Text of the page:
All day long, at Scott’s or Menzies’, I await the gorging crowd,
Panting, penned within a pantry, with the blowflies humming loud,
There at seven in the morning do I count my daily cash,
While the home-returning reveller calls for ‘soda and a dash’.
And the weary hansom-cabbies set the blinking squatters down,
Who, all night, in savage freedom, have been ‘knocking round the town’.
Soon the breakfast gong resounding bids the festive meal begin,
And, with appetites like demons, come the gentle public in.
‘Toast and butter!’ ‘Eggs and coffee!’ ‘Waiter, mutton chops for four!’
‘Flatheads!’ ‘Ham!’ ‘Beef!’ ‘Where’s the mustard?’ ‘Steak and onions!’ ‘Shut the door!’
Here sits Bandicoot, the broker, eating in a desperate hurry,
Scowling at his left-hand neighbour, Cornstalk from the Upper Murray,
Who with brandy-nose enpurpled, and with blue lips cracked and dry,
In incipient delirium shoves the eggspoon in his eye.
‘Bloater paste!’ ‘Some tender steak, sir?’ ‘Here, confound you, where’s my chop?’
‘Waiter!’ ‘Yessir!’ ‘Waiter!’ ‘Yessir!!’ – running till I’m fit to drop.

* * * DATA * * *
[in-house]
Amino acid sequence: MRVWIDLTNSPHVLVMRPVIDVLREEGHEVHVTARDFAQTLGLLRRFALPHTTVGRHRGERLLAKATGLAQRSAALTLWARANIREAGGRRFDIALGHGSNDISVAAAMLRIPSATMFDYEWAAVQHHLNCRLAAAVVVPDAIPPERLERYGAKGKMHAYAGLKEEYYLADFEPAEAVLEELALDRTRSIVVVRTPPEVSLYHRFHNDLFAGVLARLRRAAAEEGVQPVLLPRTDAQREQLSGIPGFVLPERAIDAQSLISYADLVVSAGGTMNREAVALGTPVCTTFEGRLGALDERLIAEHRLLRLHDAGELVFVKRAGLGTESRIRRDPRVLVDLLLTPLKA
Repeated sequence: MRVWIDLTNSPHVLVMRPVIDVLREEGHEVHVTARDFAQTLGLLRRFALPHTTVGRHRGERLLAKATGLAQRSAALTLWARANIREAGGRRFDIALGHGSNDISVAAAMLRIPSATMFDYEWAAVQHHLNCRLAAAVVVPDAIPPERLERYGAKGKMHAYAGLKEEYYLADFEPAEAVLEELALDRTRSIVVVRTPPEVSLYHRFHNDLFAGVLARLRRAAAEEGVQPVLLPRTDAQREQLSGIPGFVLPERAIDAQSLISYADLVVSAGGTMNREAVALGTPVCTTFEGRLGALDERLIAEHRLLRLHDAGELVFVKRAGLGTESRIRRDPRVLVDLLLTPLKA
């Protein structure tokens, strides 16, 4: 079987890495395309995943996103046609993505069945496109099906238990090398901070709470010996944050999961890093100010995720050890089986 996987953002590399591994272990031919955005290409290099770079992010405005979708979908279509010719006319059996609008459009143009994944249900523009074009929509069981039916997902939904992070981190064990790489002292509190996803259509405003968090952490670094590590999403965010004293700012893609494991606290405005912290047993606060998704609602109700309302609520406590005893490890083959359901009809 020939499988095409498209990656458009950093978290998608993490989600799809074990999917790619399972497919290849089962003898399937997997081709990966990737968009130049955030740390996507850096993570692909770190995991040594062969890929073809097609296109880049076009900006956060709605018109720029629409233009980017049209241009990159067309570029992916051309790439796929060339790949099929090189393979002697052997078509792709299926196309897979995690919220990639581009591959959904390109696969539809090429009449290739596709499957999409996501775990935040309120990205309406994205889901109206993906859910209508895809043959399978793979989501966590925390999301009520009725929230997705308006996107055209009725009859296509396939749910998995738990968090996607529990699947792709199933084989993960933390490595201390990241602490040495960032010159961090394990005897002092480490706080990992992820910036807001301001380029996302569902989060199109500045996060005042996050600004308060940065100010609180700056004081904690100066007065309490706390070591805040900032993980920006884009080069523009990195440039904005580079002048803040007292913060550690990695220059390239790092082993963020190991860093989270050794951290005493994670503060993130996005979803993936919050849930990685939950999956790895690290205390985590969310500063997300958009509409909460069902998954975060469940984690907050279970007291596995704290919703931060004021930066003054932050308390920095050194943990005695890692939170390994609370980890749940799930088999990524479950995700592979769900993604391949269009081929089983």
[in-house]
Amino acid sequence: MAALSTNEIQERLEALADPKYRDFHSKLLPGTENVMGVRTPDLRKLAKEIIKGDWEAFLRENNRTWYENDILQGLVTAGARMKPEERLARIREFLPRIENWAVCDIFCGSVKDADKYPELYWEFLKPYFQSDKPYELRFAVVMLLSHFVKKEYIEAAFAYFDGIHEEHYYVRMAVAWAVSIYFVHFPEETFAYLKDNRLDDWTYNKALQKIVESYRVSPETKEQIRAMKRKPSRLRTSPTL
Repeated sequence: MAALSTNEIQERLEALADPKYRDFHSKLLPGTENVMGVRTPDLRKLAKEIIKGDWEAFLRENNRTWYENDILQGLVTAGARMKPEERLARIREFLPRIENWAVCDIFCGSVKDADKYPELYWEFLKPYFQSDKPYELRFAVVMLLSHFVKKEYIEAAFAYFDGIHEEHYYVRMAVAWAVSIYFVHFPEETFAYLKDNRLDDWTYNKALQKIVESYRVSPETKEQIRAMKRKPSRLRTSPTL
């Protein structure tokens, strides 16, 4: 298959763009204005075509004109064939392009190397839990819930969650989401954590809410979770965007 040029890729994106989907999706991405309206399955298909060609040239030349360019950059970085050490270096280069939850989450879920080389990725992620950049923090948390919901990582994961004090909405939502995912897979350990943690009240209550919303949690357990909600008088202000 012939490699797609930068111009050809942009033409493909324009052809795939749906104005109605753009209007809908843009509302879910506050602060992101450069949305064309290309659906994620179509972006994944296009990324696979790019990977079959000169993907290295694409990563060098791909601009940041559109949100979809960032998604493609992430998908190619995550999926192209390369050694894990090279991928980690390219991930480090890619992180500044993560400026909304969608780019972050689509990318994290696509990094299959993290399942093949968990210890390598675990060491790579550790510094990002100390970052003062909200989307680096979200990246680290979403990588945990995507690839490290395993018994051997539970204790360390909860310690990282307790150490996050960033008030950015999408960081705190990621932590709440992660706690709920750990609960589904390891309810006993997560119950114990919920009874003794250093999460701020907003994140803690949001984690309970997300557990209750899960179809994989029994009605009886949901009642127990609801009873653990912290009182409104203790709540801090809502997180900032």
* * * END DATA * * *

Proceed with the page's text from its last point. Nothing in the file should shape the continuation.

Then at lunch time — fearful crisis! In by shoals the gorgers pour,
Gobbling, crunching, swilling, munching — ten times hungrier than before.
‘Glass of porter!’ ‘Ale for me, John!’ ‘Where’s my stick?’ ‘And where’s my hat!’
‘Oxtail soup!’ ‘I asked for curry!’ ‘Cold boiled beef, and cut it fat!’
‘Irish stew!’ ‘Some pickled cabbage!’ ‘What, no beans?’ ‘Bring me some pork!’
‘Soup, sir?’ ‘Yes. You grinning idiot, can I eat it with a FORK?’
‘Take care, waiter!’ ‘Beg your pardon.’ ‘Curse you, have you two left legs?’

‘I asked for bread an hour ago, sir!’ ‘Now then, have you laid those eggs?’
‘Sherry!’ ‘No, I called for beer — of all the fools I ever saw!’
‘Waiter!’ ‘Yessir!’ ‘WAITER!!’ ‘Here, sir!’ ‘Damme, sir, this steak is RAW!’